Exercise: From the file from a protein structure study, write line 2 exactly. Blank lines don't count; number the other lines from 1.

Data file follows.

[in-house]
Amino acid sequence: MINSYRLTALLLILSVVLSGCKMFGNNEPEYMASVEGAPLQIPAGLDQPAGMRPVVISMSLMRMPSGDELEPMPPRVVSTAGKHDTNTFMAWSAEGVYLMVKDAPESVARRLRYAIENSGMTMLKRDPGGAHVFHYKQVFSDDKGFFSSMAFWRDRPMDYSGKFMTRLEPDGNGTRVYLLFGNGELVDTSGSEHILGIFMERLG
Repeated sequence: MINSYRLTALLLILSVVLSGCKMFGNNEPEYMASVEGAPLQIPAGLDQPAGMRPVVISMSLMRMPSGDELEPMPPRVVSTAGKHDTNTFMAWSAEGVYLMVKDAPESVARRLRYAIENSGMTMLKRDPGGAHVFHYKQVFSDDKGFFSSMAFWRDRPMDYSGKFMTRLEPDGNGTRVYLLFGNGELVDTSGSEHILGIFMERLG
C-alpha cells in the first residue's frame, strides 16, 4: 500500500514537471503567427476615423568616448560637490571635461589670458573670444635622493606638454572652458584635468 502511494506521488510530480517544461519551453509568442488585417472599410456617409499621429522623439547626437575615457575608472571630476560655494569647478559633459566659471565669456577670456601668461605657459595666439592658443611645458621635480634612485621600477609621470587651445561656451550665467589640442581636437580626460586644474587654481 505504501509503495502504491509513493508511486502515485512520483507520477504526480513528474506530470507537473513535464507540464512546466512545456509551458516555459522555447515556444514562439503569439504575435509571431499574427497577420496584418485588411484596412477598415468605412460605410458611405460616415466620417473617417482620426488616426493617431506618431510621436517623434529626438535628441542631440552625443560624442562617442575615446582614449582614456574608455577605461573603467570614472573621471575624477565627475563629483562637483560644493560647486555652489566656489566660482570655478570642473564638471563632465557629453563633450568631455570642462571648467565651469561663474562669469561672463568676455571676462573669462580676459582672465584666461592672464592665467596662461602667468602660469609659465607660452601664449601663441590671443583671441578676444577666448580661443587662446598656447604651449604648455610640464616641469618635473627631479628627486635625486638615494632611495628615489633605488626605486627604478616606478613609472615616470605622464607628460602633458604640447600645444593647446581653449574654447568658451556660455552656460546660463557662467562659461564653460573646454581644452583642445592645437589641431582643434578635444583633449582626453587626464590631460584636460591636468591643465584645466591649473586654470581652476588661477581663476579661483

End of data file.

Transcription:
Amino acid sequence: MINSYRLTALLLILSVVLSGCKMFGNNEPEYMASVEGAPLQIPAGLDQPAGMRPVVISMSLMRMPSGDELEPMPPRVVSTAGKHDTNTFMAWSAEGVYLMVKDAPESVARRLRYAIENSGMTMLKRDPGGAHVFHYKQVFSDDKGFFSSMAFWRDRPMDYSGKFMTRLEPDGNGTRVYLLFGNGELVDTSGSEHILGIFMERLG